• Choose a fuel efficient car
  • Choose an alternative mode of transportation like bicycle, walking or public transportation
  • Choose goods that are not shipped from overseas or out of state
  • Travel less

24.6% of emissions are from electricity and heat. Of those, 9.9% are residential buildings, 6.3% are oil and gas extraction, refining and processing and 1.4% is coal mining. So, cutting some of those emissions is possible on a personal level:

  • Weatherize your home
  • Use a programmable thermostat
  • Turn down the heat and wear a sweater
  • Turn off the air conditioning and open the windows
  • Unplug unused appliances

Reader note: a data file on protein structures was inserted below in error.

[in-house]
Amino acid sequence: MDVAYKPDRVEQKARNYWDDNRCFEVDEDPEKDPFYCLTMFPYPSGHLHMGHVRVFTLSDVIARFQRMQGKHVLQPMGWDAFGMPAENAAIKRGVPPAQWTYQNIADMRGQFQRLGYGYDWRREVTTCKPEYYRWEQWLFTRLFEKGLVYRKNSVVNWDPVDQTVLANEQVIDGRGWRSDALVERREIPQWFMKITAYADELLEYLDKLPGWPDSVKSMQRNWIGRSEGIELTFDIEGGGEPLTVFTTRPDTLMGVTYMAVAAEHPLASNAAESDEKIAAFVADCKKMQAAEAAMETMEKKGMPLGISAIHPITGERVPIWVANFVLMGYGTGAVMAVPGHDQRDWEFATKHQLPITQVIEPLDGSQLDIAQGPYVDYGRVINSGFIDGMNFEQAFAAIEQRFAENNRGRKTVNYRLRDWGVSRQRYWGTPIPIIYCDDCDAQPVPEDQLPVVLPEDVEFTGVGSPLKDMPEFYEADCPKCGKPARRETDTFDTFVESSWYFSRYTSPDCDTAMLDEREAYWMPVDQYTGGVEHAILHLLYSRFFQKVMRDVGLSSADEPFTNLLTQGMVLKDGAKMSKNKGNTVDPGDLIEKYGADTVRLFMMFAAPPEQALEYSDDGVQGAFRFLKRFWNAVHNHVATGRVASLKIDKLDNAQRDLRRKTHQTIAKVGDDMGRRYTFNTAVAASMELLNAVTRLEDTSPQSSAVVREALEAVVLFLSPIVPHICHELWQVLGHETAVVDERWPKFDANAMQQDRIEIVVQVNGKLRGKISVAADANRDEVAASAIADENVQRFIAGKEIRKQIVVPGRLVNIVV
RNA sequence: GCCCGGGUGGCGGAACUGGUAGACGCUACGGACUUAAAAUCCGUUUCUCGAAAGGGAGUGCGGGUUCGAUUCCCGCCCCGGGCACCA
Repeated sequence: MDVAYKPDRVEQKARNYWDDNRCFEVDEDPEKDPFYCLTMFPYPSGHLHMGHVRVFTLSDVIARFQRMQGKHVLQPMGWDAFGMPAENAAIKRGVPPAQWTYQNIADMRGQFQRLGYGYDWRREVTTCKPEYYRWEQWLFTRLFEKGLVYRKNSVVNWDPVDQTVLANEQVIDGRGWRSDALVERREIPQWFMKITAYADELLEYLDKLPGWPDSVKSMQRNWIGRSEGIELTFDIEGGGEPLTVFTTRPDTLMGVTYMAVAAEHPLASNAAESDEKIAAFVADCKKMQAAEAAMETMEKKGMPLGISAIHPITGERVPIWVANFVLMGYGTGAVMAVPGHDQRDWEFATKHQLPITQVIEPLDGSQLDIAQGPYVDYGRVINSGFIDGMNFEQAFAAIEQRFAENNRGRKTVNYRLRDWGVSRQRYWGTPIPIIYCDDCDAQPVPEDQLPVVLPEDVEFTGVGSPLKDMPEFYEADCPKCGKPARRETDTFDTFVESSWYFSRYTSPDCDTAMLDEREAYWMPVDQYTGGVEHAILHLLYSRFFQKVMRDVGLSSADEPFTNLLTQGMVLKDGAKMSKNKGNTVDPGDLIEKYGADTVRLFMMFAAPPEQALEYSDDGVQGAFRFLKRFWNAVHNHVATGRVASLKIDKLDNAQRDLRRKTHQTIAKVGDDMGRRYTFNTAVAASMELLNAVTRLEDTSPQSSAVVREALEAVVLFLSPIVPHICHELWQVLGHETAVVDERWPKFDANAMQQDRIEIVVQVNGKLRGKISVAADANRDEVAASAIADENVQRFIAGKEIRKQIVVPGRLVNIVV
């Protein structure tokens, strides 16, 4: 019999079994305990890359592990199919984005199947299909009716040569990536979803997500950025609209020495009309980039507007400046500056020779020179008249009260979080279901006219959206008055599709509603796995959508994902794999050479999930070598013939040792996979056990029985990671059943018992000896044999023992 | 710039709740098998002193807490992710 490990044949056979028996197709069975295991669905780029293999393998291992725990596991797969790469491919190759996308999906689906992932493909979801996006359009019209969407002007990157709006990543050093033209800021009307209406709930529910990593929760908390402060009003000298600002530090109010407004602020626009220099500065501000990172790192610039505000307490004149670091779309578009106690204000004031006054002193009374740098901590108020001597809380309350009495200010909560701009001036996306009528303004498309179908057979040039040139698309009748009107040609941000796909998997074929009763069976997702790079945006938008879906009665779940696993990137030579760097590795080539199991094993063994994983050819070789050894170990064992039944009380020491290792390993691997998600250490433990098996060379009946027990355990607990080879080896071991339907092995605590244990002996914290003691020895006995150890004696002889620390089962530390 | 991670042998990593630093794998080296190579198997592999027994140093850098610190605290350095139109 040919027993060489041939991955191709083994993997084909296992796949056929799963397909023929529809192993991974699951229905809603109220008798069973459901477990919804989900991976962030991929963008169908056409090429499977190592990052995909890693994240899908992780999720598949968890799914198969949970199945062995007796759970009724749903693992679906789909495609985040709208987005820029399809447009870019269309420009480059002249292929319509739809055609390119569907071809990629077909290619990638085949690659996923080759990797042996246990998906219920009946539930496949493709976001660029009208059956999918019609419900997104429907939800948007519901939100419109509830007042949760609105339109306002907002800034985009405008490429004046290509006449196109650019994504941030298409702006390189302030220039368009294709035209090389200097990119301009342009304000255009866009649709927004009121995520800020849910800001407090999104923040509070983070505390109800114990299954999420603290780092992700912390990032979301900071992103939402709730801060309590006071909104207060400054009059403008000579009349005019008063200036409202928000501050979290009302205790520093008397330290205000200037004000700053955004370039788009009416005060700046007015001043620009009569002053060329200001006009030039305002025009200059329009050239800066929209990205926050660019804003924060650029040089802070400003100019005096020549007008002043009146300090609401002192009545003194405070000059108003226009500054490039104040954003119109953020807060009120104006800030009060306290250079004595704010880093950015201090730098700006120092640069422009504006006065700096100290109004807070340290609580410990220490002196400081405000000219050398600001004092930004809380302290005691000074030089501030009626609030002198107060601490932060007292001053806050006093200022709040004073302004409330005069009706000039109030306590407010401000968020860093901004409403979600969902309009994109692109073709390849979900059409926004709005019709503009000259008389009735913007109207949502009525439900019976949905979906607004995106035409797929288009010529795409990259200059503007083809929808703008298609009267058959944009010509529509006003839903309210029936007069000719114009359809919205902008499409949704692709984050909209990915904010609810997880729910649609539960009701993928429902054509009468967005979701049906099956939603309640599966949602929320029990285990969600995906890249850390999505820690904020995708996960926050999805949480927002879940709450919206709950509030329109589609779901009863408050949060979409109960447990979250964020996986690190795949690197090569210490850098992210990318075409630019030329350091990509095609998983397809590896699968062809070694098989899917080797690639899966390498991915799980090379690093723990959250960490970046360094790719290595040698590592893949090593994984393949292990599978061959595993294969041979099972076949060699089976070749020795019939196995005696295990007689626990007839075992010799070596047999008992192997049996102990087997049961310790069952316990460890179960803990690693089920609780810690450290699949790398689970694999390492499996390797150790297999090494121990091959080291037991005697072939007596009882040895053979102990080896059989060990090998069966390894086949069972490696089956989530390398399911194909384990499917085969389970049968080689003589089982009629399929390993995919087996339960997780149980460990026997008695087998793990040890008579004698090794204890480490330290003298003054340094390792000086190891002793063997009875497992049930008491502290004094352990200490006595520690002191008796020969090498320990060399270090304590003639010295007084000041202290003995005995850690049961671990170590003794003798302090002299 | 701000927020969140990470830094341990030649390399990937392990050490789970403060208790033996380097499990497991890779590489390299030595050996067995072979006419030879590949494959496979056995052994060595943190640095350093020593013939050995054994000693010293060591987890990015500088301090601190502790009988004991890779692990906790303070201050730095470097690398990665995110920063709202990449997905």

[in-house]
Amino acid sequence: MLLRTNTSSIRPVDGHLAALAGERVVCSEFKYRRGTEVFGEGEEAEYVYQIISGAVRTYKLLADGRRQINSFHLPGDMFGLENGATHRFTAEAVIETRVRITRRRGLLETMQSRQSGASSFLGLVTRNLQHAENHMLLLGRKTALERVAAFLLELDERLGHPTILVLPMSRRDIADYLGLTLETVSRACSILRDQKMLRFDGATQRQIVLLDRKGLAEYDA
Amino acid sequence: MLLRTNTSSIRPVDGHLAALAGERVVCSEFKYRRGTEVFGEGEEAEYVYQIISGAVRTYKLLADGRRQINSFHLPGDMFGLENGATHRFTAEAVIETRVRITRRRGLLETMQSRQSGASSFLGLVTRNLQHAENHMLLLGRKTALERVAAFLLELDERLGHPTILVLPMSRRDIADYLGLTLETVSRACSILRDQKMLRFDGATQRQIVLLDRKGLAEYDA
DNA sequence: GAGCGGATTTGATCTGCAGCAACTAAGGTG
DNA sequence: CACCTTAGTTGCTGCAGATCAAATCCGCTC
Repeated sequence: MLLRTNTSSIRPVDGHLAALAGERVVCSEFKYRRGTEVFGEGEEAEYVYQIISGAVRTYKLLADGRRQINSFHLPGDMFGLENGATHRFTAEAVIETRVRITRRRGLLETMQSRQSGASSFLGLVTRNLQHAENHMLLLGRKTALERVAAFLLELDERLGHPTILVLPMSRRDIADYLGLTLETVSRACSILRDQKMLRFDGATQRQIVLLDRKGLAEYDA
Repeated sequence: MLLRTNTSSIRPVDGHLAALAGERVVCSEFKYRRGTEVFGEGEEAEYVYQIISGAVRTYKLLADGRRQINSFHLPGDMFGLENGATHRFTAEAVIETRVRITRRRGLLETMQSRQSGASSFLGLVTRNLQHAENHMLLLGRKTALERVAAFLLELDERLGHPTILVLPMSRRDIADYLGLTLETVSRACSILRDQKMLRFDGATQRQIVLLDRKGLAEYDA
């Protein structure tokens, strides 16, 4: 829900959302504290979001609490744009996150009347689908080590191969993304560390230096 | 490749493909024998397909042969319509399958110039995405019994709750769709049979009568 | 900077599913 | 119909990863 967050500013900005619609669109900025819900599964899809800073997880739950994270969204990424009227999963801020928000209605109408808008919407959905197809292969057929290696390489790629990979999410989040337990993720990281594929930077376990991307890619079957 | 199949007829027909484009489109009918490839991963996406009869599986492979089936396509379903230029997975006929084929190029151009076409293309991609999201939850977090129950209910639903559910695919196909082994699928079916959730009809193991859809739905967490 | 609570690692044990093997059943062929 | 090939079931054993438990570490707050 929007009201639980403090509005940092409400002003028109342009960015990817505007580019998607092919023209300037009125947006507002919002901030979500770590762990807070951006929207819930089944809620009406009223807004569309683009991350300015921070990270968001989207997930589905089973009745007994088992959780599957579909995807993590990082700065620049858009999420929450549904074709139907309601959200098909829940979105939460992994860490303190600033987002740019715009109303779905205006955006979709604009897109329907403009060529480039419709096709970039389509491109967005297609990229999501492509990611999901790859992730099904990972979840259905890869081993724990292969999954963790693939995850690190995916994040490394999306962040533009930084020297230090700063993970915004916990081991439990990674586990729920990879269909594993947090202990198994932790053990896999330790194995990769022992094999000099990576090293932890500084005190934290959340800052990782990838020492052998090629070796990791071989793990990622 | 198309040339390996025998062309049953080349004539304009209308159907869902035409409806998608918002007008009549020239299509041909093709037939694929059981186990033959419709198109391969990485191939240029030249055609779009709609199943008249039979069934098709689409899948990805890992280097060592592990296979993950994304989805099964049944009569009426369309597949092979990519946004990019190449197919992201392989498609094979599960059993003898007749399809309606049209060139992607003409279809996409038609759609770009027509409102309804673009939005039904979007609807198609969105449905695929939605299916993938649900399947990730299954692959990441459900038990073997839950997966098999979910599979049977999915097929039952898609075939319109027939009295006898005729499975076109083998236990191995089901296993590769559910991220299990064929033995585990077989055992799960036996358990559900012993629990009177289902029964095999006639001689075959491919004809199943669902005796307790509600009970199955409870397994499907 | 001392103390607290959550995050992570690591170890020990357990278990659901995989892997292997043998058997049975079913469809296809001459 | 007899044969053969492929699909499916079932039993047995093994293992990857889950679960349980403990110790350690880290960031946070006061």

• Use energy efficient appliances
  • Use energy efficient lighting
  • Use alternative energy sources like solar, wind and geothermal
  • Purchase renewable energy credits to help fund more renewable energy sources
  • Turn off lights when not in use
  • Use solar outdoor lights
  • Use cold water wash
  • Line dry your clothes
  • Run appliances like dishwashers in energy-saver mode
  • Go manual instead of electric
  • Keep your refrigerator full and use glass containers for storage. A full refrigerator stays colder as do glass containers

For the 10.4 % of emissions that are industry related and the 5.4% that are related to commercial buildings, we can also have an impact:

  • Choose to spend your money with businesses and industries that are fuel efficient and investing in renewable energy and LEED certified buildings, producing products sustainably and reducing use of packaging.